Elizabeth Gilbert (best-selling author of Eat, Pray, Love and Big Magic) says that ideas float and swirl around in the universe, looking for available and willing human beings. If the human is ready to accept the idea, care for it, see if grow, then it stays. If the human isn’t ready, ignores or pushes the idea away, it will simply leave and seek another human. My idea found me on January 27, 2017. It adapted itself to fit into my life and by the following week, I knew that I had to pursue this with my whole being.
I suppose it really started when I took my first ballet class at the age of 6. Or maybe it was my first big role in a full-length ballet. Or maybe it was the family trips to the South Carolina coast, where we played in the surf, built amateur sand castles and took long walks on the beach. Long walks for thinking, for talking, or just for walking in the surf; watching and feeling the ebb and flow of the tide. Regardless, I was building up to this my entire life, you see.
As a young girl, I pursued the dream of being a ballerina. I don’t know if it was my dream or my mother’s, but I excelled at ballet and I loved it, too. I danced and learned and lived. Then life took a different turn when my family moved from South Carolina to Iowa, so I jumped into the myriad of extracurricular activities available at my high school to replace the loss of dance. Fortunately, ballet wasn’t done with me. I returned to my love at a large Midwestern university, while still yearning to someday return to the ocean, as well.
The months and years rolled by; I graduated, got married, had 2 wonderful daughters, and built a successful corporate career. But I missed ballet. So I did what every former ballerina with daughters does – enrolled them in dance classes. They acquired good genes and took to it like ducks to water. I watched benevolently through the classroom’s observation windows. But you know what’s coming, don’t you? I couldn’t sit there and just watch, although I tried, I really did. With my laptop open, finishing work that was interrupted when I left the office early to drive the girls to the studio. Eventually, I had to get back into that ballet studio. I knew my days as a dancer were behind me, but with the wealth of knowledge that I had from years of truly outstanding training, I figured I could teach. I took to that like a swan in her favorite lake!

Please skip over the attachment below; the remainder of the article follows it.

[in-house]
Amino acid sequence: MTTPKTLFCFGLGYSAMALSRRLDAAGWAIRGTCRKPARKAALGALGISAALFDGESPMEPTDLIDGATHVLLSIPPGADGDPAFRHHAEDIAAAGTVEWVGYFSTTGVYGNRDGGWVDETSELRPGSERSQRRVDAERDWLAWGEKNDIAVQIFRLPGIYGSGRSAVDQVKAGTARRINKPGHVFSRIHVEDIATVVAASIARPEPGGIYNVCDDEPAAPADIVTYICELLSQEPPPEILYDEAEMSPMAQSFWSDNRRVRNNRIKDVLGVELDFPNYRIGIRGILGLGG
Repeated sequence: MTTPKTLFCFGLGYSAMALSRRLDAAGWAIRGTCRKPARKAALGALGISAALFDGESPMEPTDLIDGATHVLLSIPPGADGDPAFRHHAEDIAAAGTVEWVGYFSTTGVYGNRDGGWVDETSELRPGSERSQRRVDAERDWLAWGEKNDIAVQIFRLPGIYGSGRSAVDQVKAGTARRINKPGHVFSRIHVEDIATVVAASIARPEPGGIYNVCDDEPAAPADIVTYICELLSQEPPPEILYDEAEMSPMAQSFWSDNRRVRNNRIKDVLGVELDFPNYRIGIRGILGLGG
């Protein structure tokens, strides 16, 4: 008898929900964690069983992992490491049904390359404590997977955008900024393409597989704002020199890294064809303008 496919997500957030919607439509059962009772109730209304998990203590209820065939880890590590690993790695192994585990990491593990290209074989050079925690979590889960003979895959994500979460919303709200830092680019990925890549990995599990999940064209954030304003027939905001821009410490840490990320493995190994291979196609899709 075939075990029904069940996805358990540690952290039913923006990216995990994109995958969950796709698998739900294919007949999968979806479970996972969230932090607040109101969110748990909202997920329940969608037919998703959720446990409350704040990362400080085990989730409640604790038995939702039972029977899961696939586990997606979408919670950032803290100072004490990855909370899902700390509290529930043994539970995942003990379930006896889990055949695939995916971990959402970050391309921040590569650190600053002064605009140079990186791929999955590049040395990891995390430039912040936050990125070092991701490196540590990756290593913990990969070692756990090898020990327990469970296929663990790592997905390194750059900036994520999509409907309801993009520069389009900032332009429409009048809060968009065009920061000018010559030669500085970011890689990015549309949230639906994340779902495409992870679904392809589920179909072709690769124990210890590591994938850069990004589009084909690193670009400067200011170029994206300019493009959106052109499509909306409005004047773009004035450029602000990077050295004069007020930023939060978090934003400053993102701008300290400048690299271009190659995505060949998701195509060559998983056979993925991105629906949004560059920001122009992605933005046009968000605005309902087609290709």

Thus, I began my dual life as a corporate executive and ballet teacher in 2000 – first assisting, then teaching, and eventually choreographing original works. I often joke that one job fills my retirement account and the other fills my soul. But it’s not really a joke. It’s the best description of my life through the last 17 years. I have had the opportunity to teach with and learn from some amazing and extremely talented teachers and choreographers. I built relationships and taught many wonderful students. My students won awards and my choreography was recognized. However, another change was coming.
My corporate career wasn’t as fulfilling as it had once been. My youngest daughter had graduated college and was beginning her wonderful adult life across the country. This was my chance to do whatever I wanted to do. Great! Exciting! Overwhelming. Scary. Limitless.
I visited a few countries with beautiful beaches, warm weather and wild coastlines. Each one tempting me to stay. But how could I leave ballet again? Or did I even have to? Certainly there were small dance schools in the areas that I wanted to try on for size. Maybe I could teach in one of them. Maybe I could just be a pre-retirement beach bum for a while. Then it happened. At the moment when I became comfortable with not having a plan… the idea struck. It struck hard and it grew. Within a week of it’s first appearance, it had grown into an outline for the nonprofit that has become Trifecta Arts. My purpose for the next phase of life is to create and advance performing and visual arts opportunities in under-served parts of the world. Expanding my opportunities to share my love of ballet with students and aspiring instructors around the world.